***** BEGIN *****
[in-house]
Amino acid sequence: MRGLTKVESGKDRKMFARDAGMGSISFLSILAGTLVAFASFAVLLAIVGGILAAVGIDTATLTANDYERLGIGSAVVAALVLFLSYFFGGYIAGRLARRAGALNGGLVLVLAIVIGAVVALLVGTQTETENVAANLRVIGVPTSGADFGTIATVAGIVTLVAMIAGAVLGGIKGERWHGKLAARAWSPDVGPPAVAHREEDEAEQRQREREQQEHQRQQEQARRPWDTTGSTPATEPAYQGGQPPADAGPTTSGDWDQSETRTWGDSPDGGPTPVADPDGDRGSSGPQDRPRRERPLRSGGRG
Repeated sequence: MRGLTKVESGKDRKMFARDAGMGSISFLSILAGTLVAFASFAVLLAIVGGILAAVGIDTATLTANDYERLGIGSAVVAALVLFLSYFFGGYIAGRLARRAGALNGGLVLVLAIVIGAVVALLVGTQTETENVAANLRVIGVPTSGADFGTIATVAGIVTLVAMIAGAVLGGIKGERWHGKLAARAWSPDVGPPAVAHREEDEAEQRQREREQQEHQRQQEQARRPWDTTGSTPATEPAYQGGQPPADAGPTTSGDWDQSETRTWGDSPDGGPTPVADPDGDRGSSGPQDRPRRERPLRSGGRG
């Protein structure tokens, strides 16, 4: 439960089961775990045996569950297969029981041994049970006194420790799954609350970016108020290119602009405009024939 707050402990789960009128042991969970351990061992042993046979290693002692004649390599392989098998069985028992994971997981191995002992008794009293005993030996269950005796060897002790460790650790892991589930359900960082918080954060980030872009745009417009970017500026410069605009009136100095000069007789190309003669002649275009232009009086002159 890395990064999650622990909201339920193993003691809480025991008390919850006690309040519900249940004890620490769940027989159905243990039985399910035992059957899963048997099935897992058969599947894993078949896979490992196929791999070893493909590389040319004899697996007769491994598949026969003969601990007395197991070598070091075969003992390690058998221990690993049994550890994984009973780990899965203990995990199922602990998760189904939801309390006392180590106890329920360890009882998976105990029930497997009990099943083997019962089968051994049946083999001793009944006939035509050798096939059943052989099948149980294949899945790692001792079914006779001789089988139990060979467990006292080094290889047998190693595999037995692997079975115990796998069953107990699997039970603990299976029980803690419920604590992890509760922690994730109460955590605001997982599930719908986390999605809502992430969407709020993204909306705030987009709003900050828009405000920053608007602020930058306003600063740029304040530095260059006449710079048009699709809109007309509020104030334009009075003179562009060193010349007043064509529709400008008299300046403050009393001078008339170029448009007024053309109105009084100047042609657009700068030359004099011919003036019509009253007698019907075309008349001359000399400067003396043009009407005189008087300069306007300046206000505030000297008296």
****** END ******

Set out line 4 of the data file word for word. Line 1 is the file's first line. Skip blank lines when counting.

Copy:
């Protein structure tokens, strides 16, 4: 439960089961775990045996569950297969029981041994049970006194420790799954609350970016108020290119602009405009024939 707050402990789960009128042991969970351990061992042993046979290693002692004649390599392989098998069985028992994971997981191995002992008794009293005993030996269950005796060897002790460790650790892991589930359900960082918080954060980030872009745009417009970017500026410069605009009136100095000069007789190309003669002649275009232009009086002159 890395990064999650622990909201339920193993003691809480025991008390919850006690309040519900249940004890620490769940027989159905243990039985399910035992059957899963048997099935897992058969599947894993078949896979490992196929791999070893493909590389040319004899697996007769491994598949026969003969601990007395197991070598070091075969003992390690058998221990690993049994550890994984009973780990899965203990995990199922602990998760189904939801309390006392180590106890329920360890009882998976105990029930497997009990099943083997019962089968051994049946083999001793009944006939035509050798096939059943052989099948149980294949899945790692001792079914006779001789089988139990060979467990006292080094290889047998190693595999037995692997079975115990796998069953107990699997039970603990299976029980803690419920604590992890509760922690994730109460955590605001997982599930719908986390999605809502992430969407709020993204909306705030987009709003900050828009405000920053608007602020930058306003600063740029304040530095260059006449710079048009699709809109007309509020104030334009009075003179562009060193010349007043064509529709400008008299300046403050009393001078008339170029448009007024053309109105009084100047042609657009700068030359004099011919003036019509009253007698019907075309008349001359000399400067003396043009009407005189008087300069306007300046206000505030000297008296």